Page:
Sunday, April 22, 2007

Kansas City to Prescott Valley

4:00 a.m. – Three alarms set, only one goes off – didn’t matter, I was awake anyway. I’m pumped and ready to go. Great flight, beautiful views from the air. Yikes, the Phoenix Airport! Now, I’m a seasoned traveler, but that place is a zoo. Off to the rental car bus – there’s about a bajillion buses and I still stand in line for the next one, cuz every bus is packed. Is it high season in Arizona? Me and a whole bunch of other sardines in a can take a 30 minute ride to offsite rental car place. Then off I go.

If I thought the airport was a zoo, I certainly wasn’t prepared for Phoenix traffic. Double yikes – what a mess and construction everywhere! Anywho, finally made it through and headed up the road.

First stop – Bumble Bee, a ghost town some 55 miles north of Phoenix on I-17. Unlike many Arizona ghost towns, Bumble Bee wasn’t a mining town, rather it got its beginning as a stage stop around 1879. However, when gold was found in the area, the stage road began to see more “traffic.” When the ore played out, so did Bumble Bee and later an ill-fated attempt was made to remake it into a tourist destination.

Most of buildings that remain today are from that attempt to beckon people to visit. Alas, their efforts were all in vain. Today, the winding road to Bumble Bee, which soon peters out from pavement to dirt, is a beautiful drive, but there is not a whole lot to see at the end of the road. Not so long ago, the building that once served as the school, later turned residence, offered a gift shop. Today, the building is for sale. While the drive to Bumble Bee is beautiful and the town’s history interesting, there is little left of the town and was a disappointment for this ghost towner. Beyond Bumble Bee, the dirt road, which gradually gets less and less maintained will take you to the ghost towns of Cleator and Crown King. With several other destinations in mind, I opted out of those two, the winding road and the time to to get there and returned to the interstate.

Next, was a stop at Fort Verde State Historic Park, which is one of the best preserved examples of an Indian War period fort in Arizona. Spanning from 1865 through 1890 there were several forts that maintained the many soldiers that protected travelers and settlers from Indian raids. Fort Verde was the primary base for General George Crook's U.S. Army scouts and soldiers. Today visitors can experience a number of historic buildings listed on the National and State Register of Historic Places. Cool stop – worth a visit.
Onward north to Montezuma Castle National Monument. Now, that was cool! This 20 room high-rise apartment, nestled into a cliff high above Beaver Creek, was built by the prehistoric Sinagua people more than 1,000 years ago.

Then, I’m excitedly anticipating Sedona, a place I’ve never visited and heard so much about. Rated as the most beautiful place in America and one of the most spiritual and relaxing places in the world, I was shocked!! Yes, it is beautiful! Those towering red rock formations cannot be denied their beauty! But, oh maghosh, what a traffic nightmare – pretty much took any meditative or spiritual thoughts out of this kid, as she tried to pull to the side of the road for a photo opportunity without being rear-ended.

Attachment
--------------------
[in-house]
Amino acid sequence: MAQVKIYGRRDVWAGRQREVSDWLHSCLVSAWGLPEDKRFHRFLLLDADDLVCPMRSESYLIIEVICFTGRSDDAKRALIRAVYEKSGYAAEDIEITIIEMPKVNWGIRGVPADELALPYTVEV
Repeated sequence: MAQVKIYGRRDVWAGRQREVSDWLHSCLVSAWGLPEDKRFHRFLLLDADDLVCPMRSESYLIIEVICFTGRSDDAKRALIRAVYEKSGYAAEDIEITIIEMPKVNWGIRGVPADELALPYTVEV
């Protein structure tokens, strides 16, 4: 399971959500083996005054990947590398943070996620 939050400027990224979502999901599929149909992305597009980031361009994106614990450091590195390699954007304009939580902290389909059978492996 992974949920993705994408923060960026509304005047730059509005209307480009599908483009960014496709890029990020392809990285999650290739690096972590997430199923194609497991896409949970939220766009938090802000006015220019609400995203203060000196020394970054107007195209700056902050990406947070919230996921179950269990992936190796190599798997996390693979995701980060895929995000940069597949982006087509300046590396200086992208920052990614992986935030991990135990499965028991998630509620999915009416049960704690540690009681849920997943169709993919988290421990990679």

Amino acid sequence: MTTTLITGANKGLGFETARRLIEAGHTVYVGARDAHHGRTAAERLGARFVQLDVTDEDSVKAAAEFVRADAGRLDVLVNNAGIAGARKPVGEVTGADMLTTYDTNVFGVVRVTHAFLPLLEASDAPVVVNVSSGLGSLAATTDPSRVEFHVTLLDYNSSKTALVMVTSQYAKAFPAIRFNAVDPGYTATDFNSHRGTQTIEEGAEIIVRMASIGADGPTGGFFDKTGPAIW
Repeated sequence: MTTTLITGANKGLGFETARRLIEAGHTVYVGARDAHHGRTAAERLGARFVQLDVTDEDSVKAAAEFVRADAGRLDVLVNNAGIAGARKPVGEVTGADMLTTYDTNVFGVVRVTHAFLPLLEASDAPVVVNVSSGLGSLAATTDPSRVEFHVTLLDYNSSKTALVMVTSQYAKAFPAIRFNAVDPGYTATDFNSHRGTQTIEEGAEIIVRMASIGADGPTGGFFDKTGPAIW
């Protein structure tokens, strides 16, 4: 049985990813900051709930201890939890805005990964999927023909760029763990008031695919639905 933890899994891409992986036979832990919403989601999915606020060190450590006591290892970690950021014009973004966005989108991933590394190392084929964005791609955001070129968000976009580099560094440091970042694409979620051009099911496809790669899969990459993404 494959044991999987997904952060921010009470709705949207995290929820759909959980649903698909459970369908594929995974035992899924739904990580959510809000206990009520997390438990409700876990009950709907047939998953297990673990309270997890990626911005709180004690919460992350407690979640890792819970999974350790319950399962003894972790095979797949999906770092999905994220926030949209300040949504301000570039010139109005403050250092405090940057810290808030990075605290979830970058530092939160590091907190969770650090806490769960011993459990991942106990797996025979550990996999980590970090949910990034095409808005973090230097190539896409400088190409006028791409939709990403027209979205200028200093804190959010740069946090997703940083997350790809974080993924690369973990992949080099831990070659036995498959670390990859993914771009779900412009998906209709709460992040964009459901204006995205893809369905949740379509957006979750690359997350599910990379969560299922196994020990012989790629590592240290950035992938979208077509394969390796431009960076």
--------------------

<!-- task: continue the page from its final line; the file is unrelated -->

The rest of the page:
Then, as payment for the three-minute photo stop, wait 10-15 minutes to get back into that quagmire of traffic. Congested! Congested! Congested! This girl likes the “outback.” To Sedona’s credit, they appear to be widening the road; however, for my trip this was just more frustration – orange cones freaking everywhere!! No doubt this will alleviate some of the traffic problems, but my question, how relaxing and serene can a place be once it has been intruded by so many city people? Who, it seems brings their “comfort zones,” including traffic, exclusive boutiques, high real estate prices, and “politically correct” ideals. So, regrettably, Sedona was a bummer.

Taking a turn westward; however, rejuvenated my spirits when I arrived in Jerome. It is everything I had read about. It’s a true rejuvenated ghost town. Getting its start in the 1880’s as a copper mining town, the settlement, perched high atop Cleopatra Hill overlooking the Verde Valley, boomed to some 15,000 people at its peak.

The mining was so thorough that the hill was eventually filled with underground tunnels and unfortunately some of the buildings began to slide down the hill and collapse. Thankfully, it wasn’t all of them, as today this quaint town of some 400 residents continues to display a number of historic buildings, so much so, that the entire town site is listed on the National Register of Historic Places.

Today, this quaint town of about 400 residents provides tourists with not only a view of the past, but also a number of specialty shops, restaurants and galleries.
Of Jerome's many resident ghosts, I didn’t encounter any, but then again, I wasn’t looking for them.

Down the steep hill into Prescott Valley, I welcomed the sight of my hotel, a little dinner, and a pillow for my head.

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